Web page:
MINNEAPOLIS - Researchers at the University of Minnesota believe they've come up with something that could help us clean better and greener than ever.
“We hope that the detergent we’ve made is the perfect detergent molecule," said Paul Dauenhauer, associate professor of Chemical Engineering.
Perfect soap may seem like an impossible goal, but after three years of research, with funding from the Department of Energy, the team at the University of Minnesota has a patent to be proud of.
"These are called Oleo-Furan-Surfactants," Dauenhauer said. "You'll see that on an ingredients list hopefully sometime in the near future."
While not a household name itself, the molecule could pop up in household products in two to three years thanks to it's potential to lower prices.
"What's great about this molecule is that you need very little of it to actually form the soap particles that are good for cleaning," Dauenhauer said.
The soap has also proven very effective, especially in cold and hard water.
"If you use a normal soap in hard water it will turn gooey, like it's hard to get out of your hair," Dauenhauer said. "With our molecule it actually works in hard water."
The molecule has also proven to do more than other detergents, meaning it has the potential to replace several ingredients in everything from laundry detergents to dish soaps.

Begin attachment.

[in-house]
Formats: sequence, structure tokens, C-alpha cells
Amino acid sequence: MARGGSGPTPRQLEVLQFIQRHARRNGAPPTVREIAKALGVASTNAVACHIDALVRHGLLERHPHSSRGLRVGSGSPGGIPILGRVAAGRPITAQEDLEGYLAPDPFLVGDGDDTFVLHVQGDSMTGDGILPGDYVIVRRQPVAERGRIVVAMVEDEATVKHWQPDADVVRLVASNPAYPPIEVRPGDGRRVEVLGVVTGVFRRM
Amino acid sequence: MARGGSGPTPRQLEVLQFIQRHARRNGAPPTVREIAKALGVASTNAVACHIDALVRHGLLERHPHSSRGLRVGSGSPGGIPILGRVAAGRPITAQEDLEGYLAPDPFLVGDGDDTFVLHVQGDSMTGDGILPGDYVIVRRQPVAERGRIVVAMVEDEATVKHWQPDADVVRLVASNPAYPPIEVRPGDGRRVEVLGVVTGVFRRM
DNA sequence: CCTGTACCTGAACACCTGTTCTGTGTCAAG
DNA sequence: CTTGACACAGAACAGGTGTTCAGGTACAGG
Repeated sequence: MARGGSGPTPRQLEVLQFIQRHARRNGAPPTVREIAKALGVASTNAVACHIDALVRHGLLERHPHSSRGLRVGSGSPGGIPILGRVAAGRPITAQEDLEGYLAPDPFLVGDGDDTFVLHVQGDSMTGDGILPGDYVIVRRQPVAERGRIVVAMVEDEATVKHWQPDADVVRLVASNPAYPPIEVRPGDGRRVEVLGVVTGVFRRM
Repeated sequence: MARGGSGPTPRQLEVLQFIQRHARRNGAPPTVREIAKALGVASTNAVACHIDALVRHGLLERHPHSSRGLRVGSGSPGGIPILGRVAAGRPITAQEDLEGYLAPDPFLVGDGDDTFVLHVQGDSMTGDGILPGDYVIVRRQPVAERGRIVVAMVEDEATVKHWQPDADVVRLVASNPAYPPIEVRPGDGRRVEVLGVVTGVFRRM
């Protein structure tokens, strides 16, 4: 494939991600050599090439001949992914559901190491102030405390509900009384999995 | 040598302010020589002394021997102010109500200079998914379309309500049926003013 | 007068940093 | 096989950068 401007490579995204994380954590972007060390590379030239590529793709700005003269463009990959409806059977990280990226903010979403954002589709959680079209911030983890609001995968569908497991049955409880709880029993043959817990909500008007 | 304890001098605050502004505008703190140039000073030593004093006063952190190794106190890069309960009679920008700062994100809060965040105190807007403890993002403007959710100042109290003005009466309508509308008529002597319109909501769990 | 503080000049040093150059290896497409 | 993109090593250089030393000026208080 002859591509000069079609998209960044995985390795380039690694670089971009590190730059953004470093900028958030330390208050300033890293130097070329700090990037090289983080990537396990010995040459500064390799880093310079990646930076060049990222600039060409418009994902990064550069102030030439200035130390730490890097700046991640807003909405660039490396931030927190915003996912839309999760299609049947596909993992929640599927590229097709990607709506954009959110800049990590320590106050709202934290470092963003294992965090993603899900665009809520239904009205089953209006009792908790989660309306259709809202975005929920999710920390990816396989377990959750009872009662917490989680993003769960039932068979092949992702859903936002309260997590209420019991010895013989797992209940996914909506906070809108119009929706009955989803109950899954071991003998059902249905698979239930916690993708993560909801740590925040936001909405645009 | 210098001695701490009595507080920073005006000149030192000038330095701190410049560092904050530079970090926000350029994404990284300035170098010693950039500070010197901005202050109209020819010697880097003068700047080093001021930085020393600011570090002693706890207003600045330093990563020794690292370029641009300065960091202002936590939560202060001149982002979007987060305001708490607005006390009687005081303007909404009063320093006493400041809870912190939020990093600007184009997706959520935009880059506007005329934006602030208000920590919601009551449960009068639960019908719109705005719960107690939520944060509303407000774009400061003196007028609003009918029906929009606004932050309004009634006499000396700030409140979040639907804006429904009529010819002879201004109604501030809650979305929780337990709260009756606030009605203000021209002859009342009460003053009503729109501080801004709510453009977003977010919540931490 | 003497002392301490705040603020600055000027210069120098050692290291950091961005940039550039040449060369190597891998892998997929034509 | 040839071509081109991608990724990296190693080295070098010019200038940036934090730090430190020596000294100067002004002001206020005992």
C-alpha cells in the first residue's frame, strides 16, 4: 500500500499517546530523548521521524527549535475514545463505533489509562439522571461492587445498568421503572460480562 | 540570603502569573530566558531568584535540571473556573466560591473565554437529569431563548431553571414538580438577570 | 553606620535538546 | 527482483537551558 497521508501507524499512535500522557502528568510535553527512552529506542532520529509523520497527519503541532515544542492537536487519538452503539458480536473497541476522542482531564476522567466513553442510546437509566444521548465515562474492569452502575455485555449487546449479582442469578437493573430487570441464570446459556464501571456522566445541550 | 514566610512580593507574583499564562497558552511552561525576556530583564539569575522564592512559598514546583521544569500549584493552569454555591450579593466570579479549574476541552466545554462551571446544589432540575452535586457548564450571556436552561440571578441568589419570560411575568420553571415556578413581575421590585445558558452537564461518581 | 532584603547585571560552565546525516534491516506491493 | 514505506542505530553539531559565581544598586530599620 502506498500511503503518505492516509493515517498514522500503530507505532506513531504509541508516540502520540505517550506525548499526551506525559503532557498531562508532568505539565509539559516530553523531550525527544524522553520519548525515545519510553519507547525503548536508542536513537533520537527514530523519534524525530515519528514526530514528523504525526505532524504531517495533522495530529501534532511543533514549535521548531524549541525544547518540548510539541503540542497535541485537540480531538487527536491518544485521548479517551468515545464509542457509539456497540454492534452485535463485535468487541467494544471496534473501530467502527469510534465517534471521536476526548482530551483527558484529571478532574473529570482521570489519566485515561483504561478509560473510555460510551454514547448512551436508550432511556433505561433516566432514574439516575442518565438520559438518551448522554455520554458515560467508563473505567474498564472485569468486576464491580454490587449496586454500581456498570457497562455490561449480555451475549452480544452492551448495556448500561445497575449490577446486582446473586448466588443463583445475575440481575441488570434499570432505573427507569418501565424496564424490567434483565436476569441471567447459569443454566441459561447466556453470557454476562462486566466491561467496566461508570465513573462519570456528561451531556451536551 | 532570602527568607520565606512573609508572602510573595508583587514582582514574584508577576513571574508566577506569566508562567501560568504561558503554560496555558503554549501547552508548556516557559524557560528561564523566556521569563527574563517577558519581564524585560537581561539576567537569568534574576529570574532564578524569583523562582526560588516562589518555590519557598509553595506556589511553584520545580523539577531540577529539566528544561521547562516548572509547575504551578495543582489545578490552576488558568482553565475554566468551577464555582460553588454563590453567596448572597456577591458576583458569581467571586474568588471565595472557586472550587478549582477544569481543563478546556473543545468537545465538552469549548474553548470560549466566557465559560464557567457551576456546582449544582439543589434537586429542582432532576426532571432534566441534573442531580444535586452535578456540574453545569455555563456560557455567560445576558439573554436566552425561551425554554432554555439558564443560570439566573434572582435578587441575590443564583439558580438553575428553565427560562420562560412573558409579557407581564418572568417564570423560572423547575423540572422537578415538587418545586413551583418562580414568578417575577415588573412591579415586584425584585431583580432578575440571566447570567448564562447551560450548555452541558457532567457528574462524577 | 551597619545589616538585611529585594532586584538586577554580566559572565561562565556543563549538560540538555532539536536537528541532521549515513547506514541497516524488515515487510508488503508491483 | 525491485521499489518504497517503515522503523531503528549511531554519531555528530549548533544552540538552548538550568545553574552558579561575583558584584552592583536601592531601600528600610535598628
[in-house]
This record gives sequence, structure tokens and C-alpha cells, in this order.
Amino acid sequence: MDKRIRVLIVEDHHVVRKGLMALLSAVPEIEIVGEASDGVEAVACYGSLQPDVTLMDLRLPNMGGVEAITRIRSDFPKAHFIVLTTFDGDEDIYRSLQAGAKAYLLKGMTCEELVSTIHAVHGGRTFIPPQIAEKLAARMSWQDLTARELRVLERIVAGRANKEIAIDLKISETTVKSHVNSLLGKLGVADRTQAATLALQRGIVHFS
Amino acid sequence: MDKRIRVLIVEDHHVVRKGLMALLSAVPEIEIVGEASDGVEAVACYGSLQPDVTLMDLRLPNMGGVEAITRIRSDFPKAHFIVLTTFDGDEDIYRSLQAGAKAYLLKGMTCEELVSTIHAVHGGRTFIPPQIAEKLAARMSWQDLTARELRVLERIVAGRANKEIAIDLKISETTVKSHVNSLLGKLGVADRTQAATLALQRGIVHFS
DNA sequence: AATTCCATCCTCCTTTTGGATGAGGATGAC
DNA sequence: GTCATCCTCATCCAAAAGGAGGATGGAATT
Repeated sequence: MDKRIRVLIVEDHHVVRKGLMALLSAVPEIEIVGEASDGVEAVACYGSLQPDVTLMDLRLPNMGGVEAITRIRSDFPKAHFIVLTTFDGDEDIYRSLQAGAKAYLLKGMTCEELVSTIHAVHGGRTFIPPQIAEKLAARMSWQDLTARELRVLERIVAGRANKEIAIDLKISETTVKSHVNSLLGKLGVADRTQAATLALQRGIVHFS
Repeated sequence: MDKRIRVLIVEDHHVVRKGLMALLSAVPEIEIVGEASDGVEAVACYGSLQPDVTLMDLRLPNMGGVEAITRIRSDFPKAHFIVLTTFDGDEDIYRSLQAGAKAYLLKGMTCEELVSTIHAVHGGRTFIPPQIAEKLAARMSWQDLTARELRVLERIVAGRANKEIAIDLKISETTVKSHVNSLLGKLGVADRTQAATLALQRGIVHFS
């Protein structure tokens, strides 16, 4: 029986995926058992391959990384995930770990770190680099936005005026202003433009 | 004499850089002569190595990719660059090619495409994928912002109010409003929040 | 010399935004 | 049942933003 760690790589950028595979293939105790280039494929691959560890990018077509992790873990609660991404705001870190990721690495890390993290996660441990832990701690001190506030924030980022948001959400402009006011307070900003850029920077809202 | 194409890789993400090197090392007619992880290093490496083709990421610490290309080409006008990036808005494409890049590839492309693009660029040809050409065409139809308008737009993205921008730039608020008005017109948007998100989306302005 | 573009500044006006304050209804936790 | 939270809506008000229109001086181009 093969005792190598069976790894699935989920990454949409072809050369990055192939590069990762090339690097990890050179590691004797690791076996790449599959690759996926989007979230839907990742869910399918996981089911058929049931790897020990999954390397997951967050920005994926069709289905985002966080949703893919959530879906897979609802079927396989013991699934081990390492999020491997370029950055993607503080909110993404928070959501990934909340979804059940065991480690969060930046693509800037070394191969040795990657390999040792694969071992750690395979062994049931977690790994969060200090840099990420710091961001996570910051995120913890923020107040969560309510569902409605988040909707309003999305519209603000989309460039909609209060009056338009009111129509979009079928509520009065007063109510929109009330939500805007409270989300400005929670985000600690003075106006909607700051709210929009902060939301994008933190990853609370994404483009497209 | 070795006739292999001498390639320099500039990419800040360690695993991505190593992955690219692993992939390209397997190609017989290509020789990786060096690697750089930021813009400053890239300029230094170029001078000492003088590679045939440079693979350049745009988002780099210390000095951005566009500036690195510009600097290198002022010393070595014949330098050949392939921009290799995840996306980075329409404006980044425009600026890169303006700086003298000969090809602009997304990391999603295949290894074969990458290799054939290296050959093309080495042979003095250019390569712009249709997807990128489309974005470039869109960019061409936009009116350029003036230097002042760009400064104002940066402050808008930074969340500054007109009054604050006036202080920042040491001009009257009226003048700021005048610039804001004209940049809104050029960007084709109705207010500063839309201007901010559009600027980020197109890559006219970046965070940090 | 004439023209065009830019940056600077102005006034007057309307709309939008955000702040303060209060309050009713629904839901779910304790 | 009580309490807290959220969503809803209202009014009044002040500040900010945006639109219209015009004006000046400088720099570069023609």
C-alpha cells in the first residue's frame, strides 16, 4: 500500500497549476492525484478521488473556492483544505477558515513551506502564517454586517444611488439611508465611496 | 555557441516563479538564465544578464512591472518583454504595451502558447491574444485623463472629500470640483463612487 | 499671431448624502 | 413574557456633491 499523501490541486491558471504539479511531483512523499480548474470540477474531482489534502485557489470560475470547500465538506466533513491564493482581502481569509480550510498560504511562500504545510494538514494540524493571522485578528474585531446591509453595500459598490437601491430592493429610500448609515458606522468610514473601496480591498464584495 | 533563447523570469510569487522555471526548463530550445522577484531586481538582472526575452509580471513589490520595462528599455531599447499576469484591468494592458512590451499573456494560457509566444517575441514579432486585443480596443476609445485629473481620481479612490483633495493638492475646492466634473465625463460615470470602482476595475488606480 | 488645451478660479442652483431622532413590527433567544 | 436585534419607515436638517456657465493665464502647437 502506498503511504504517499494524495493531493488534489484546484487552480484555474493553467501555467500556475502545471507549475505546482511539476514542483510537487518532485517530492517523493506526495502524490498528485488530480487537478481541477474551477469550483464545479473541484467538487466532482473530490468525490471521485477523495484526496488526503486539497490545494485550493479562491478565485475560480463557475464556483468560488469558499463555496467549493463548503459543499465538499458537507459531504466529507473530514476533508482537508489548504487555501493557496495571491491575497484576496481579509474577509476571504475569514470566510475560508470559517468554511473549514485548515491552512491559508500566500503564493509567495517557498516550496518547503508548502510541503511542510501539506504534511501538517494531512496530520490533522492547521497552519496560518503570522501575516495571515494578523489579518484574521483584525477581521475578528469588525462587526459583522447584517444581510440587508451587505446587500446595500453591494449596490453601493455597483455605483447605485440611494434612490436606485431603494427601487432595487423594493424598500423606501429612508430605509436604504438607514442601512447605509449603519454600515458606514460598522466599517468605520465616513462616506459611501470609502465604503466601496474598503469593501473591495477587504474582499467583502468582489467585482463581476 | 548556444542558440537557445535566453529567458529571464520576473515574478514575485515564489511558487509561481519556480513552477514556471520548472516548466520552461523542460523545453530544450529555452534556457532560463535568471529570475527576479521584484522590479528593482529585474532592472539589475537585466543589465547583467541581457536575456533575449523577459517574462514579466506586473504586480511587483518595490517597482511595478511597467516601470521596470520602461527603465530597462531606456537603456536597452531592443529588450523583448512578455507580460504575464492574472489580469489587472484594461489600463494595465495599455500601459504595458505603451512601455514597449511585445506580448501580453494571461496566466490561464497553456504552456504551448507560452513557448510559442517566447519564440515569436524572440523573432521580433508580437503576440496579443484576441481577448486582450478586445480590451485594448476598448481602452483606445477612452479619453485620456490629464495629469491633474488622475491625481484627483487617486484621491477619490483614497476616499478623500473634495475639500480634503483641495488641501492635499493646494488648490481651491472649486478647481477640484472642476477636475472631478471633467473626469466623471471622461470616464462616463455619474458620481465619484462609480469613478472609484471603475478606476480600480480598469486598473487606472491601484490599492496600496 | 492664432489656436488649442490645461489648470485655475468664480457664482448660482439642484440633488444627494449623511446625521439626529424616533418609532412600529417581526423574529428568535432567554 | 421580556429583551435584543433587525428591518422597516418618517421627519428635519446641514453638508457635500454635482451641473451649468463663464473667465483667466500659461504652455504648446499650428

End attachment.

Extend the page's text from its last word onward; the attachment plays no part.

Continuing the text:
"That's the goal right? Reduce the number of ingredients in your products," Dauenhauer said. "Fewer chemicals in your products in smaller amounts, means less that goes down the drain, which is always better for the environment."
The molecule is also good for the environment because it is made out of resuable biomass like corn and soybeans.
"For this particular one it's palm oil and sugars from corn," Dauenhauer said.
The stock is formed into a new molecule in reactors, with the help of a catalyst which was also developed right at a University of Minnesota lab.
"We make the feed stocks here, we invented the catalysts at Minnesota and now the soap is invented here at Minnesota," Dauenhauer said.
Call it a perfect combination.
Sironix, a startup started by another University of Minnesota alumnus is now working to get the Oleo-Furan-Surfactant molecule into everyday cleaning products. They hope to see it listed on several products in the next two to three years.